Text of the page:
With the collapse of wool-based economy and decline in the population of Deccani sheep breed, the art and craft of weaving the traditional gongada had become a dying tradition. There had been a drastic decline in the traditional woolen blanket weavers as more and more weavers have been giving up the tradition – for instance, earlier there were 100 traditional weavers at Parla village and 60 at Salkapuram village, Kalluru mandal, in Kurnool district but there are only 3 let at Parla and 5 at Salkapuram village. Similarly only one weaver left at Gangapur village, in Narayankhed Mandal, Sangareddy district of Telangana. Also villages of, Amarachinta, Palamanchara, Pedda devulapuram, and Chinna devulapuram of Kurnool district had significant number of traditional wool blanket weavers, but none exist now.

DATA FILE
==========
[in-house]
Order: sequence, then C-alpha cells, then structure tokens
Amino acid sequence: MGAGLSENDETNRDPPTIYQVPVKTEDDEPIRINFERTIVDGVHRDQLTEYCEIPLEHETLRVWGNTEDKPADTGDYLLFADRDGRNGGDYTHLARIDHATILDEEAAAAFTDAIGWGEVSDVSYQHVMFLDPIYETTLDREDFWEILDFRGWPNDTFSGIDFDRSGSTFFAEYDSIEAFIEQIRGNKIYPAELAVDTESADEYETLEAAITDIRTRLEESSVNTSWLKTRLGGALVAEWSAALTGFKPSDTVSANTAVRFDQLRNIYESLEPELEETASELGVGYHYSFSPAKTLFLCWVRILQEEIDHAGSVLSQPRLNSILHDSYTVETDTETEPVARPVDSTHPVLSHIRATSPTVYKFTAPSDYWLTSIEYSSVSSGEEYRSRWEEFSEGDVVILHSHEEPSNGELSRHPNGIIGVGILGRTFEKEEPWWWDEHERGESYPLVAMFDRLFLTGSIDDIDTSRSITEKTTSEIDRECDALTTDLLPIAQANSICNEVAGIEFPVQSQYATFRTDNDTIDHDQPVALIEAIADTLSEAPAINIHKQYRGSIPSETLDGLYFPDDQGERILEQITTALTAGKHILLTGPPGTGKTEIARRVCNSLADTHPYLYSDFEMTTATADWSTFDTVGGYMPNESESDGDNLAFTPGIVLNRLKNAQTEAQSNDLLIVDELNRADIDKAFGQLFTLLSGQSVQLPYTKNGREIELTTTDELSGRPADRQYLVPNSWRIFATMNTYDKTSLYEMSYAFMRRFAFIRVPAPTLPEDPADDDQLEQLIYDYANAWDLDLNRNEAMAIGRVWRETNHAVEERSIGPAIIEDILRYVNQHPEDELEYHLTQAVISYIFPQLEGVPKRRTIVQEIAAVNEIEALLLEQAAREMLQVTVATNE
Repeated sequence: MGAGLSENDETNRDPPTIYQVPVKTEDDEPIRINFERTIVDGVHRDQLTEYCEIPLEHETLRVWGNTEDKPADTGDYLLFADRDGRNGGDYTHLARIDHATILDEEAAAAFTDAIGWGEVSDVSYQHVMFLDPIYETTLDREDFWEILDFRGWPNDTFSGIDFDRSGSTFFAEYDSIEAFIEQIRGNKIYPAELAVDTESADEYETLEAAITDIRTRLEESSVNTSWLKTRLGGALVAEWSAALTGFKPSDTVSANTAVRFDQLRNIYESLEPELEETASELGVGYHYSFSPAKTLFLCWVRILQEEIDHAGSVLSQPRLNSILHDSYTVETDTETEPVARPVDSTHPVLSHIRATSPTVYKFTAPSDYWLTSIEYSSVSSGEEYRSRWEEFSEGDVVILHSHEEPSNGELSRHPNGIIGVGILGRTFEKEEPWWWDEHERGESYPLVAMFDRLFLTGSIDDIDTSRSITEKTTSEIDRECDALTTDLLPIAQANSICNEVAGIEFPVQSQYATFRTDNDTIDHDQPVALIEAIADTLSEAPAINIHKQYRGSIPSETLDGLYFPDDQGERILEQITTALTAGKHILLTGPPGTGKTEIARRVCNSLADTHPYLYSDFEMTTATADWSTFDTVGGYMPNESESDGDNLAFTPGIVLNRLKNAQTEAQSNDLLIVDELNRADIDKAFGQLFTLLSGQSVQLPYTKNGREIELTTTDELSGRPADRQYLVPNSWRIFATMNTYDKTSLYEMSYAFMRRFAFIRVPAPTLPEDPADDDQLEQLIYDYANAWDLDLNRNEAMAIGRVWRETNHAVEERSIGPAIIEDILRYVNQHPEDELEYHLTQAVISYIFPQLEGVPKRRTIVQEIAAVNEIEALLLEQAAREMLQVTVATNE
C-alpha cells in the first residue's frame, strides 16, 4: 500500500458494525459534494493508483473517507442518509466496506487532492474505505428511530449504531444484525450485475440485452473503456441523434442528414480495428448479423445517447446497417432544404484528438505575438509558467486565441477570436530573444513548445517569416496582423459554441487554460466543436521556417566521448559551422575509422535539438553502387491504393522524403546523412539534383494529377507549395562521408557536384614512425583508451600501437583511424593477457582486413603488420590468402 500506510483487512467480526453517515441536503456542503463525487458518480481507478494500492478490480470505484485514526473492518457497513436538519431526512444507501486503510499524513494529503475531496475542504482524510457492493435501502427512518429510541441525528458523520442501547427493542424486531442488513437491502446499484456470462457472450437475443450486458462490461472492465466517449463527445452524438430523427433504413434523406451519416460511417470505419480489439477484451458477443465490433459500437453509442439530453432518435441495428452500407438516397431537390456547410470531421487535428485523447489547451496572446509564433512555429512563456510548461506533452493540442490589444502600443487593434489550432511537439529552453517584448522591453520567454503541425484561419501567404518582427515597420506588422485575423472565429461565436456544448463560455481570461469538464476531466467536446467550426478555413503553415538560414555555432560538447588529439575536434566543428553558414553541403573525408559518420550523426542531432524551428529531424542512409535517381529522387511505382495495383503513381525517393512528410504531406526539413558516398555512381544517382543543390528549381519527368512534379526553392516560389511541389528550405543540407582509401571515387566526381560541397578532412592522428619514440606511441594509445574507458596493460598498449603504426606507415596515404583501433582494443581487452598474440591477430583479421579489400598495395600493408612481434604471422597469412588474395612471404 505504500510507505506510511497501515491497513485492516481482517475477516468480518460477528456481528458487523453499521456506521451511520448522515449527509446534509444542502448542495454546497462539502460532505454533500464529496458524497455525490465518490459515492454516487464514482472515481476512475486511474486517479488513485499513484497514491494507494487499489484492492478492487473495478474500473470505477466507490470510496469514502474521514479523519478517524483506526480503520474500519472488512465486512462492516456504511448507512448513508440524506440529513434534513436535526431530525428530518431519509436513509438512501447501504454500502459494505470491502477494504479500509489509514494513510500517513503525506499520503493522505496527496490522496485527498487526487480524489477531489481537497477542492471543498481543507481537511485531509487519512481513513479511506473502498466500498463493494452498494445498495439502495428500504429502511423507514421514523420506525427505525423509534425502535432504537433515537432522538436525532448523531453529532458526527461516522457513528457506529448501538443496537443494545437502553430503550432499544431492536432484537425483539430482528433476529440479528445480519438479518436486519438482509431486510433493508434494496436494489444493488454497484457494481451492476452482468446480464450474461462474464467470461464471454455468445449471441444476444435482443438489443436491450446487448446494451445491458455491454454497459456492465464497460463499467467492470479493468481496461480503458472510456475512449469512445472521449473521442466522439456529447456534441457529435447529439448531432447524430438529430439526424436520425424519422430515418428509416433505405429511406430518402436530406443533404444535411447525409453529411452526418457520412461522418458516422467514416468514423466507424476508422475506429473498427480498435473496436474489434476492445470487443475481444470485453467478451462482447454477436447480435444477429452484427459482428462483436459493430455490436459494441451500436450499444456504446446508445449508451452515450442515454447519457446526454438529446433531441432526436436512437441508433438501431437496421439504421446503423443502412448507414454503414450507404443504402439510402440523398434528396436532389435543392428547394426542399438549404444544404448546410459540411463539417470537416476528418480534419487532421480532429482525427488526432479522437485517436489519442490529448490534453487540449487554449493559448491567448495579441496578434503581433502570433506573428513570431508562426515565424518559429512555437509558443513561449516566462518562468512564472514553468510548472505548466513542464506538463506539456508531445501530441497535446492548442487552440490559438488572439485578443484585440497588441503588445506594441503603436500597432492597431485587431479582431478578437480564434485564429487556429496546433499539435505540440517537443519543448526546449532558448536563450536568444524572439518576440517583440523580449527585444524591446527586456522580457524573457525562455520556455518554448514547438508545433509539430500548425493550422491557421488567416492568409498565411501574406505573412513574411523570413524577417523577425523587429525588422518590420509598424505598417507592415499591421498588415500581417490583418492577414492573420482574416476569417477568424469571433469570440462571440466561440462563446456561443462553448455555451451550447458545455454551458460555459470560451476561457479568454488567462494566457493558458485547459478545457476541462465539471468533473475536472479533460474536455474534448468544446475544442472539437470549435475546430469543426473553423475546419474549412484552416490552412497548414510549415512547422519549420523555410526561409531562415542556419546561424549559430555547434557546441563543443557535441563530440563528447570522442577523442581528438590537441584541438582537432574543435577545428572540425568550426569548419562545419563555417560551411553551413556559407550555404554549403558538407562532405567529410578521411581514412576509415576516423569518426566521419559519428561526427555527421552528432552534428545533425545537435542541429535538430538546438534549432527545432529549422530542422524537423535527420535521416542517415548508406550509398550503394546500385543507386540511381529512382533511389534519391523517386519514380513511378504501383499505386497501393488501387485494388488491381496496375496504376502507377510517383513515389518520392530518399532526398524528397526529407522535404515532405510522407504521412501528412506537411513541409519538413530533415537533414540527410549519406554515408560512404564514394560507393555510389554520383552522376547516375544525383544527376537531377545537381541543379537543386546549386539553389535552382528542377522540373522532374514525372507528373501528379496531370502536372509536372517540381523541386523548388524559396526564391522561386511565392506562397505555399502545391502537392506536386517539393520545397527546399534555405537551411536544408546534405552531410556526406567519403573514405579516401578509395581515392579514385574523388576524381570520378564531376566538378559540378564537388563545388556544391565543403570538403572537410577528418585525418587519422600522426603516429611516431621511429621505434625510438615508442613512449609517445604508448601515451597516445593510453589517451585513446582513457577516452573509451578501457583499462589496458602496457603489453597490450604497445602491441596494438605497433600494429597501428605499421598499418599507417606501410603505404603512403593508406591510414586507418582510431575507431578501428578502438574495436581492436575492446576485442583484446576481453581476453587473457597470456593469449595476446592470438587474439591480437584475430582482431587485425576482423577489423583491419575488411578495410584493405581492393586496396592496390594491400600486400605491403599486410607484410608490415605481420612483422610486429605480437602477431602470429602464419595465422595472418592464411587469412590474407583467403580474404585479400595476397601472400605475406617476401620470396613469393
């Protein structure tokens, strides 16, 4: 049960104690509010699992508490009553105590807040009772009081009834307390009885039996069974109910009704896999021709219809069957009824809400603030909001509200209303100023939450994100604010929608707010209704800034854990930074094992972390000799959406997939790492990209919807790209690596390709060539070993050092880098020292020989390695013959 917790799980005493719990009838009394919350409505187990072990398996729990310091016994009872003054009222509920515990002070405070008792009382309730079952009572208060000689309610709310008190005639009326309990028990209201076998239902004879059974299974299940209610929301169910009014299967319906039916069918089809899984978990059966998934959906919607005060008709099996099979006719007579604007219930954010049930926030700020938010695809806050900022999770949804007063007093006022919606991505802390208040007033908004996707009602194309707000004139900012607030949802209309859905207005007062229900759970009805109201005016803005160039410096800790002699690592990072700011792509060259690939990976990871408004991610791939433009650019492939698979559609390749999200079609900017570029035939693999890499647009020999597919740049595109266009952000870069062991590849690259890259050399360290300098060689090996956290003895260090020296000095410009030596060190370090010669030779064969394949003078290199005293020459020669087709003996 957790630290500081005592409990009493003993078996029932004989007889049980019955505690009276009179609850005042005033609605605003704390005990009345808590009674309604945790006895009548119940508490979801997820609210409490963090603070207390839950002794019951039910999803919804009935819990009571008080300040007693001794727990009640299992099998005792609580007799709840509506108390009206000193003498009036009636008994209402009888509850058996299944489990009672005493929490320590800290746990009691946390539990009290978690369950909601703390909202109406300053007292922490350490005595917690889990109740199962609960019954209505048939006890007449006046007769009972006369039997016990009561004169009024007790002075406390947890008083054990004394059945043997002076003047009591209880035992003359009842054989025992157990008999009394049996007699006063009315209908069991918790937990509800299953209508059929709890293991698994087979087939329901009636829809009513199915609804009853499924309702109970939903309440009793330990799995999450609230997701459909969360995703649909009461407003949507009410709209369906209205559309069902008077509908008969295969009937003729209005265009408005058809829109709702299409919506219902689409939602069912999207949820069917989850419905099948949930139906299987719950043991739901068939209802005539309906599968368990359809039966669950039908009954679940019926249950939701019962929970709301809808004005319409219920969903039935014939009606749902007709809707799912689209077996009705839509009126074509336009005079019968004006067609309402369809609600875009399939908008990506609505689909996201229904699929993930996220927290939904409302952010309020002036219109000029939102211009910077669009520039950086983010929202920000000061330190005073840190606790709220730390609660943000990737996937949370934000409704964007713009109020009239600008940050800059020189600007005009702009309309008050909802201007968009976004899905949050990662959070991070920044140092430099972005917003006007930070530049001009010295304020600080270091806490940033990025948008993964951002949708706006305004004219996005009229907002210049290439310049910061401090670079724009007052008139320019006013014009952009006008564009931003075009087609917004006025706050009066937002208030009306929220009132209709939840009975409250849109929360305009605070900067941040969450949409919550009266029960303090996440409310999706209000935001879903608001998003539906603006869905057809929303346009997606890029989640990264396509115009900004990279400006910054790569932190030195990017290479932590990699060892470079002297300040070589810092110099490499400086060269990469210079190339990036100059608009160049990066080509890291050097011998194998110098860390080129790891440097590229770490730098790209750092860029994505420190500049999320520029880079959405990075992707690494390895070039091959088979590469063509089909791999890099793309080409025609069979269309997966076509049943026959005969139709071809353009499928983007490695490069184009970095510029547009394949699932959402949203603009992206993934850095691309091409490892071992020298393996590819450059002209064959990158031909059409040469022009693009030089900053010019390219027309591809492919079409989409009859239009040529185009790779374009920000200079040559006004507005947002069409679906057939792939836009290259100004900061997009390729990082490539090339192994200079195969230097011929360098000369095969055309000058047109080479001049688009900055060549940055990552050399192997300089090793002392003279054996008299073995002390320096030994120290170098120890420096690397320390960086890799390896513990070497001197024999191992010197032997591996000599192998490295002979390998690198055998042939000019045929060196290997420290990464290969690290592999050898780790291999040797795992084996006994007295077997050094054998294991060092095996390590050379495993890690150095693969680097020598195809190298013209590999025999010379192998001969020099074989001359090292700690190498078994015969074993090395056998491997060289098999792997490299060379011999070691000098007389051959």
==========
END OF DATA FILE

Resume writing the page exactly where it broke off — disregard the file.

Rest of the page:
With the decline in number of traditional weavers, the knowledge and skills associated with indigenous wool craft is near extinction. For instance, local women who were traditionally engaged in carding and spinning of wool are not doing them anymore. Almost the entire local Kuruma weavers have shifted to settled agriculture, taking up wage labour or migrating to cities in pursuit of better prospects, even if that means doing menial jobs. And the local shepherds have been replacing the dual purpose, woolen Deccani breed with hairy, non-wool breeds, such as Nellore and Ongole. Only a fraction of the traditional weavers are hanging on to this rich and otherwise dying tradition. There are multiple reasons for traditional weavers moving away from the craft.
Narratives of the Shepherds and the Traditional Weavers